In 1975, I met the Boss, a blue-collar Italian-American with long hair and a beard.
That’s where the fairy tale parts with reality because my Boss was a returned Vietnam vet, still wearing an olive drab shirt that said US Army above one pocket and Verderosa above the other. Charlie Verderosa ran the local Long Island Press office and is the last guy I ever called Boss and maybe the only one who ever earned the right to be called that.
Which brings me to the gentleman pictured above. Bruce Springsteen has been all over the media I consume lately and I’m not quite sure why. But enough ink and pixels have been spilled for me to start seeing patterns.I could probably start with any one of a dozen statementsthat would be deemed heretical by adherents of the Church of Bruce. So let me start with what is sure to be the worst thing an acolyte could hear:
Chris Christie is more honest about who Bruce Springsteen is than the man himself.
Consider David Remnick‘s profile of Bruce in the July 30 issue of The New Yorker (subscription required). We see a lot of Bruce there, up close and personal, and the contradictions pile up faster than snow in a blizzard.
Consider: His credo is authenticity but every fist-pump and stroll around the stage is choreographed. He’s a shaman, but he’s an entertainer. He channels Woody Guthrie but he lives like Lloyd Blankfein. He calls for shared sacrifice but must be the most anonymous donor and volunteer ever since no one has ever heard a peep about his eleemosynary activities. He’s at heart a singer-songwriter–that most personal of musical types– who uses a teleprompter.
That last bit may be the best. In and among a lot of rationalizing about the role of technology in the show, Remnick let’s us know that Sinatra used one in his later years. Maybe Sinatra is the dean of New Jersey-born entertainers and so can grant a waiver, but it rings as hollow justification. Any jazz combo, as the song has it, “makes it up on the stand.” For that matter so do any of the jam bands–the Dead, the Allman Brothers, even the young un’s like Widespread Panic. I’ve seen aging soul singers–the ones Bruce speaks of in hushed tones–sing without aides mémoires.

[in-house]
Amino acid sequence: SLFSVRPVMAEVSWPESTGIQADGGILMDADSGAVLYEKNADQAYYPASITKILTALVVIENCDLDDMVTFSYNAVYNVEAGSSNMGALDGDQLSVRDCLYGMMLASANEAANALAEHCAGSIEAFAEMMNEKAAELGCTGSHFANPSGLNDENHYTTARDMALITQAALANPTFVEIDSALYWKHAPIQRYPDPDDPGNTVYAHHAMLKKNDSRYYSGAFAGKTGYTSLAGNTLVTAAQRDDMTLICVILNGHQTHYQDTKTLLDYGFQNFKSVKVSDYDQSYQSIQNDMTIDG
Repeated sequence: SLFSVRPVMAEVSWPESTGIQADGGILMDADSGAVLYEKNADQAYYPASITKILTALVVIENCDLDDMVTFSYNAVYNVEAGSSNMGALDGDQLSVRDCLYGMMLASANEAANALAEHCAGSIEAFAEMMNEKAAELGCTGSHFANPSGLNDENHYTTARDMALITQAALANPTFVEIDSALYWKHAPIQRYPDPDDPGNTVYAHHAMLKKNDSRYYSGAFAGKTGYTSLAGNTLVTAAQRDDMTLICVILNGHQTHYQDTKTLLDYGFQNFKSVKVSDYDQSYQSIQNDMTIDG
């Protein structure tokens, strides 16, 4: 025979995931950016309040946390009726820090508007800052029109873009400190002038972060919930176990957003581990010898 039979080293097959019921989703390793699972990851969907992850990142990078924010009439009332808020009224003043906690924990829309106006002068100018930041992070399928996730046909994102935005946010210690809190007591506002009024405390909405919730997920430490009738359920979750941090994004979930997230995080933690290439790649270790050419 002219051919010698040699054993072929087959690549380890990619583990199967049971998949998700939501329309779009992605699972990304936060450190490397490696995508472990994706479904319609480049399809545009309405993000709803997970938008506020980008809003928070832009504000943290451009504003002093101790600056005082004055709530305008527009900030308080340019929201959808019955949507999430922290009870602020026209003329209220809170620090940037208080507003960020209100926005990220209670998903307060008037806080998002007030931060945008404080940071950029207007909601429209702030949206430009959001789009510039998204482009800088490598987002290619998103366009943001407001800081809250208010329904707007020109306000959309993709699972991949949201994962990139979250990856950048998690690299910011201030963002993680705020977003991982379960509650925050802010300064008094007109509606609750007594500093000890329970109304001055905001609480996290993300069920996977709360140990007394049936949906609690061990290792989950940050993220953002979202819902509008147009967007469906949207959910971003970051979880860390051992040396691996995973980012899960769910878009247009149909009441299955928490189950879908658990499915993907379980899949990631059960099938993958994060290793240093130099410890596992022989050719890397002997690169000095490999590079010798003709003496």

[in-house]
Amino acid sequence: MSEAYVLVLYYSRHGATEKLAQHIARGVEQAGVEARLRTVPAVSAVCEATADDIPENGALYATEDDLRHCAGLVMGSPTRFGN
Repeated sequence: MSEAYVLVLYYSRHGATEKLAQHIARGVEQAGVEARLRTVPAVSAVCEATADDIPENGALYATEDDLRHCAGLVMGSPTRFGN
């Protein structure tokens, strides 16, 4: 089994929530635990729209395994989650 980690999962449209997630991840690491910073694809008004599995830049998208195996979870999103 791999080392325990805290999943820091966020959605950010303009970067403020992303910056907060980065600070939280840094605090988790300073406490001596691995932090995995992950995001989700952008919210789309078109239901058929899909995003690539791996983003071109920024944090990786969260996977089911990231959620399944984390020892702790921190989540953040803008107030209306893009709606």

The audience is complicit in all this and accepts the premises Bruce sets forth. But it’s a mess. Really, he’s just a rock star from the 70s whose been rewarded in a way we’ll never see again. You can’t square all this in a way that makes any sense, yet there’s a desperate longing to. It’s a community of the like-minded, but there’s a less than endearing simple-mindedness to it that suggests the recipe contains a longing for easy answers along with the Leni Riefenstahl, stadium-filling theatrics.
Can it all be squared? I don’t think Bruce is going to do it so that leaves it up to the fans and, evidently, there’s no bigger fan than New Jersey’s governor, Chris Christie. At least that’s what I gather from two recent pieces by Jeffrey Goldberg . The first, which appeared in the July 2012 issue of The Atlantic, told the tale of attending a Springsteen show with Christie. This is my favorite part, only slightly edited for space:
Christie…says, “Attention please, it’s a lecture. Lecture time.” Springsteen begins to mumble…and I can’t make out a word he’s saying. I ask Christie if he understands him.
“You want to know what he’s saying?,” Christie asks. “He’s telling us that rich people like him are fucking over poor people like us in the audience, except that us in the audience aren’t poor, because we can afford to pay 98 bucks to him to see his show. That’s what he’s saying.”
Wait a second, this is Bruce Springsteen we’re talking about, the guy you adore?
“I compartmentalize,” Christie says.
I love it, compartmentalize.
But I think Christie’s on to something and it becomes more clear in the second installment from Goldberg. Essentially a transcript of an interview, Christie goes on at some length about what he doesn’t buy in Bruce’s persona. The interview itself is a fascinating, and humanizing, outlook into the mind of not just a politician but a fan. Christie wants to find a way to find common ground with his hero, he just wants Bruce to admit his inconsistencies.
I’m not sure that’s ever going to happen. I think Bruce is a thoughtful guy whose tried to educate himself. But without a little bit of rigor, without someone pushing back and saying, “Well what about this?”, it’s too easy to just strip out the parts that fit with your world view. Of course it winds up muddled. And whose going to tell The Boss he’s wrong?
I’m never going to be a huge Bruce fan. Like The Rolling Stones, I think he’s got a strong C120‘s worth of material. Unlike Chris Christie I don’t have the energy to try and make it all align. But I understand and respond to torment and on that front Bruce deserves and earns my respect.
Let me put into practice an idea, often recommended to me, that I’ve rarely put into practice and let The Boss have the last word. This is from The New Yorker:
“Look, you cannot underestimate the fine power of self-loathing in all of this. You think, I don’t like anything I’m seeing. I don’t like anything I’m doing, but I need to change myself. I need to transform myself. I do not know a single artist who does not run on that fuel. If you are extremely pleased with yourself, nobody would be fucking doing it.”
2 thoughts on “Bruce and Chris”
Only you would be able to wrap up Chris, Bruce, Leni (yet, sadly, not Leni Bruce) in a single essay. Well done, Sir!
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